“The more recent tweet where Mr Lineker identified two politicians does on the face of it seem to breach those particular guidelines,” he said. “I’m not sure how egregious it is but it does. I would imagine the BBC is now looking at that and considering its response.”
He added that Lineker – who claims his tweets are allowed under the impartiality rules – falls in a “grey area”. Asked by Damian Green MP if he thought Lineker was giving the BBC “two fingers”, he said if he were chairman: “I would be thinking if we have the balance right between freedom of expression and the duty to be impartial.”
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Dr Shah told the committee that Lineker was not in breach of guidelines by signing a letter calling for the Government to scrap the Rwanda scheme and find a “fair new plan for refugees”.
But he did not think the row “was very helpful either for Gary Lineker or the BBC or the cause he supports because it becomes a story about Gary Lineker and the BBC”.
He continued: “Non-news presenters are free to express their opinions but there is some guidance on civility, manner, and not to make ad hominem attacks.”
The Indian-born executive continued: “And I share your frustration. I would invite the director-general to find a solution because we really need to find a solution.
“It’s a perfectly proper thing for the board to ask the executive whether the new guidelines have achieved their intention. It may well be that they may need to review it again.”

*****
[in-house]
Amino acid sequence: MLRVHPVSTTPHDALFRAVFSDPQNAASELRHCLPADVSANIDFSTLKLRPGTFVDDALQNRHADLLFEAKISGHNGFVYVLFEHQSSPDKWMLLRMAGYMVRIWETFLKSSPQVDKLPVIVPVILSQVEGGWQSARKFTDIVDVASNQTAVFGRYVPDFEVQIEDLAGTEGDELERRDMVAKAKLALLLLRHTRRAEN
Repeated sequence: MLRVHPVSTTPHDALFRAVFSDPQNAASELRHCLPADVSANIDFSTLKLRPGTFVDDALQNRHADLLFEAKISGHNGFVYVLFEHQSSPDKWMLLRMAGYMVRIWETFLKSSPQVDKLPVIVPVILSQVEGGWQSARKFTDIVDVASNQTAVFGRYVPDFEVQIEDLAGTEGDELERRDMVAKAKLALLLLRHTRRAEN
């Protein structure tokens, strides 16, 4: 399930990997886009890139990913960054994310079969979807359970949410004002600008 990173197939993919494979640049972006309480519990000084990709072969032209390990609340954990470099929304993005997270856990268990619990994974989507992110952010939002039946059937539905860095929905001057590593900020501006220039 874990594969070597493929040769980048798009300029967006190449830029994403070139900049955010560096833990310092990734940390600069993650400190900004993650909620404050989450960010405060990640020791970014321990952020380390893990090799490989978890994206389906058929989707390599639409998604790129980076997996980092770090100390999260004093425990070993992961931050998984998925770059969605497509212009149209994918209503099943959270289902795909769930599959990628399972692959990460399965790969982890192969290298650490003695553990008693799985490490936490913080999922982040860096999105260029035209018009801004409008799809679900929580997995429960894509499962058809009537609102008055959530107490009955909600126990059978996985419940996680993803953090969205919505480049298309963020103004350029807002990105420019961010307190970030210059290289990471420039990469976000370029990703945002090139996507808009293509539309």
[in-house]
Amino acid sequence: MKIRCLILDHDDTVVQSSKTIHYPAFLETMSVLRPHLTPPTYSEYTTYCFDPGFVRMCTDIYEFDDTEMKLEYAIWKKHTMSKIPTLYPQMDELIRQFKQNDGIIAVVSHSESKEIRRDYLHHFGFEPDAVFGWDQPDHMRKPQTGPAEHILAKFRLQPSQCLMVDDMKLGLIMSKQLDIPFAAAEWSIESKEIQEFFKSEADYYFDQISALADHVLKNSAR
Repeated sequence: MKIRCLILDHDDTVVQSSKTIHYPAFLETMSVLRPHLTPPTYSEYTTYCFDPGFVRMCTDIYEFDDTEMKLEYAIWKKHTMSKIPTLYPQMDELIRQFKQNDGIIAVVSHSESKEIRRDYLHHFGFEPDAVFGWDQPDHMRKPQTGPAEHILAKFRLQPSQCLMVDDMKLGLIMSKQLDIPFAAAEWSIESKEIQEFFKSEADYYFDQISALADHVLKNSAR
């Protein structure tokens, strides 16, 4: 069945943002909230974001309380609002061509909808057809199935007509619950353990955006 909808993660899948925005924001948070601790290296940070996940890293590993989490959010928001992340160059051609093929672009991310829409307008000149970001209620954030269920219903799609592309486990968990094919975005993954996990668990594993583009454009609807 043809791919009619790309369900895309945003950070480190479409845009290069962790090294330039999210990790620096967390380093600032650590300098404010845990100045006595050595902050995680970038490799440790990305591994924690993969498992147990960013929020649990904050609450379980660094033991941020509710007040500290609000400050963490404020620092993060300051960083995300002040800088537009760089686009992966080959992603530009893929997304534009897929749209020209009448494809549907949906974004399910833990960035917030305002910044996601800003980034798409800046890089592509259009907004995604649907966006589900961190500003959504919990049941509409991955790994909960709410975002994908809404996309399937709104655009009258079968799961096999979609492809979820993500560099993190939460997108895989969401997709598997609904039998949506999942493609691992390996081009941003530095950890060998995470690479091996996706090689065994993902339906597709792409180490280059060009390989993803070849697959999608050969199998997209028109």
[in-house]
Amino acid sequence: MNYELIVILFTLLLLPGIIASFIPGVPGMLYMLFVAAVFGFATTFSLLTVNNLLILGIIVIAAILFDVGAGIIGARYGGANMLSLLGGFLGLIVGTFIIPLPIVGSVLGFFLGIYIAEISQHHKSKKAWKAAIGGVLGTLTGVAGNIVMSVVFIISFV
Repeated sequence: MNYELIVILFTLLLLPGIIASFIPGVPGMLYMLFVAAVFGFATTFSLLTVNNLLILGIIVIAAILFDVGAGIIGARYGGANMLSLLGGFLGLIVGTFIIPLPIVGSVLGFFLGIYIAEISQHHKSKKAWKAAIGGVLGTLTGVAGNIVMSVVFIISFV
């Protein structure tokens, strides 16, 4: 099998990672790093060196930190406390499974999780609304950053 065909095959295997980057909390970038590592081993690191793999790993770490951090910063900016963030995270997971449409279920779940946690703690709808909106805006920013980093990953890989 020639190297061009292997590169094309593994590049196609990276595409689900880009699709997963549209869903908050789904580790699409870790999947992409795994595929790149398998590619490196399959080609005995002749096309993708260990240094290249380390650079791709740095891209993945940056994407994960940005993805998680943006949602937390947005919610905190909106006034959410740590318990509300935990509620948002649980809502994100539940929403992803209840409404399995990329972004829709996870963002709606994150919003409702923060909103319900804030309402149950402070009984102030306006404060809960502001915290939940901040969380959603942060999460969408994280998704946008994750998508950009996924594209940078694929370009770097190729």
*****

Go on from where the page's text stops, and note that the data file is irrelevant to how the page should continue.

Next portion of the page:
The row erupted on Monday morning when Mr Shapps said Lineker should stick to football and stop “meddling” in other matters during an interview. In response, Lineker posted a photograph of Mr Shapps with his name under it alongside three more images of the politician with the names Michael Green, Corinne Stockheath and Sebastian Fox used instead.
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Lineker wrote: “A tad rich coming from someone who can’t even stick to one name. 4 chaps Shapps.” Mr Shapps was previously accused of breaching the code of conduct for ministers and MPs by continuing to work as a marketer of get-rich-quick schemes under the pseudonym Michael Green after entering Parliament.
He has also been accused of using the pseudonyms Sebastian Fox and Corinne Stockheath. The twist is the latest in a saga sparked by Lineker’s tweets, which led to a review of guidelines by John Hardie, former editor-in-chief of ITN.
A BBC spokesman said: “While the guidance does allow people to talk about issues that matter to them, it is also clear that individuals should be civil and not call into question anyone’s character. We discuss issues that arise with presenters as necessary.”
The Department for Culture, Media and Sport declined to comment.